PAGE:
According to Antonia Comstock of Comstock Opinion Research, a nationally representative sample was conducted of 35,721 adults interviewed by telephone, on both cellphones and landlines. Comstock Opinion Research asked the respondents questions about what whether higher taxes were desirable and, if so, on whom.
One respondent said, "We need higher taxes to maintain the high quality of services to which we're entitled. I can't pay more because my budget is stretched as it is, but for other taxpayers, I just know that it'll be no problem."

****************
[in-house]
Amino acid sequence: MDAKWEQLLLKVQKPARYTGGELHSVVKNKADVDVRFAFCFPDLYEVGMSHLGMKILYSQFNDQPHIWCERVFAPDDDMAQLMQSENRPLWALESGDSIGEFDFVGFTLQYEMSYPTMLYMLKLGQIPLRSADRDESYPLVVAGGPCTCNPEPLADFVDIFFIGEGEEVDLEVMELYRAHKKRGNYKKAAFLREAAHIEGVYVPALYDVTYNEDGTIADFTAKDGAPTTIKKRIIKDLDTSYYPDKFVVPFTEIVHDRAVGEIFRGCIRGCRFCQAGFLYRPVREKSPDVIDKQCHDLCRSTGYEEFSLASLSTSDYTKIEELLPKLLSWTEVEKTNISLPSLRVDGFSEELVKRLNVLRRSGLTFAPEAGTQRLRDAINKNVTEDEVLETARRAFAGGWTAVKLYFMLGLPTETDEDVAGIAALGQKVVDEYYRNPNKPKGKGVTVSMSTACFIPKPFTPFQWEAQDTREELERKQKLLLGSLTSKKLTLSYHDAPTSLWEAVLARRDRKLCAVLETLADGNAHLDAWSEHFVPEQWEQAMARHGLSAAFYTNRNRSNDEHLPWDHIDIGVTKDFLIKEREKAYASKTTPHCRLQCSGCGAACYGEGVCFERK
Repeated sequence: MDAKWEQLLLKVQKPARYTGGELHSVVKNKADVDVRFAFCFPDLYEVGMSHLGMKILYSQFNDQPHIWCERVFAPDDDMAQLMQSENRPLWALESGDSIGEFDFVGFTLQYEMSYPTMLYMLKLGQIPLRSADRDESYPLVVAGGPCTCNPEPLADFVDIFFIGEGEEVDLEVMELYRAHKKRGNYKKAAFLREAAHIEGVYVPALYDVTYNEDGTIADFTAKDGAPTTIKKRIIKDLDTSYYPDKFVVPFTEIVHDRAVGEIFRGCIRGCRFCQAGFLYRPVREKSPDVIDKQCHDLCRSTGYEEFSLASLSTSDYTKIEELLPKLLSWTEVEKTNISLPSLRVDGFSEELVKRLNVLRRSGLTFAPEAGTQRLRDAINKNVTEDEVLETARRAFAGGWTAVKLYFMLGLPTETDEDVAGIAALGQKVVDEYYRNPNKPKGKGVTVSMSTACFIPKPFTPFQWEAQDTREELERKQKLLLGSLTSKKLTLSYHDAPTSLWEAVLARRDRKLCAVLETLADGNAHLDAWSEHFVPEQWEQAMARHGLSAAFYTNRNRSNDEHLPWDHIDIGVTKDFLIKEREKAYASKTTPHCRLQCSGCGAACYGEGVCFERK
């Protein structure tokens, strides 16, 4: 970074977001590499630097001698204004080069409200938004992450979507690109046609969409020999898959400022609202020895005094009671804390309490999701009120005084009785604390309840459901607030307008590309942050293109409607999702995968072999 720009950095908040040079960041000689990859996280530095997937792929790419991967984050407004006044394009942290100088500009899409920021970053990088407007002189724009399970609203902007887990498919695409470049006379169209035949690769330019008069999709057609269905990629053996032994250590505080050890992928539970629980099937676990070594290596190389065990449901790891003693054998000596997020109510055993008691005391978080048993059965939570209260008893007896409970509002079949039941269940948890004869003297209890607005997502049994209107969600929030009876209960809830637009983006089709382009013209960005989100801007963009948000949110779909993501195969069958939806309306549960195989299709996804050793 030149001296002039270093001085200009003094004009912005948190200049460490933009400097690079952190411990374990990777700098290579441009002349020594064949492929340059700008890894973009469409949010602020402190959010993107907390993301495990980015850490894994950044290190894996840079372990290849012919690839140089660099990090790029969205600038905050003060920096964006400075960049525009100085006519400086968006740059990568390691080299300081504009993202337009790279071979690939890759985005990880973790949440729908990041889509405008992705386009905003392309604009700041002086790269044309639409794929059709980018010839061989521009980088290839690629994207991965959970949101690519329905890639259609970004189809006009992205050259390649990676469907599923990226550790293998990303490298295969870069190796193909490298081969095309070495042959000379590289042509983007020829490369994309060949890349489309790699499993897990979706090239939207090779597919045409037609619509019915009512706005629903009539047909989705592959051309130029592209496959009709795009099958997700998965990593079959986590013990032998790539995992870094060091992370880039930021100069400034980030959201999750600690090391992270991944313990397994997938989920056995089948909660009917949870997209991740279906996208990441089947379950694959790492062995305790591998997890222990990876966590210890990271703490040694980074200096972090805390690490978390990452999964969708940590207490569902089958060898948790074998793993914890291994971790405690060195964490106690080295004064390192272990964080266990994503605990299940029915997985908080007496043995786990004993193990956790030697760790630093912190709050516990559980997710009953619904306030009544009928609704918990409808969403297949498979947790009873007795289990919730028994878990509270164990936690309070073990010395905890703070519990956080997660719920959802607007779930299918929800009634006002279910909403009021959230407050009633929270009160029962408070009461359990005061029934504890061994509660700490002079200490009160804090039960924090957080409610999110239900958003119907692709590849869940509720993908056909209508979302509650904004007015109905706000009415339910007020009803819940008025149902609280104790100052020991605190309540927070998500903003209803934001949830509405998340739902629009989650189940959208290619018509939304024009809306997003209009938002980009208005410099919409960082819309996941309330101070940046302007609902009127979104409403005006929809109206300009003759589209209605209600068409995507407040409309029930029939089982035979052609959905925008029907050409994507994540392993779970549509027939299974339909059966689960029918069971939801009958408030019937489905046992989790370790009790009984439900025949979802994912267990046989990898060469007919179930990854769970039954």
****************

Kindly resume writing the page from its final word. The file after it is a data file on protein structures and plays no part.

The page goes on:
Another said, "The state needs to keep current revenue levels, and with the tax refund that I'm going to get because of the recent court decision, that money has to come from somewhere."
Respondents in the District of Columbia cited two injustices that our nation's capital faces: taxation without representation and the lack of power to impose a commuter tax.
"This study," Comstock said, "shows an increased maturity among Americans in recognizing that the collective good of the collective whole requires that someone else make sacrifices."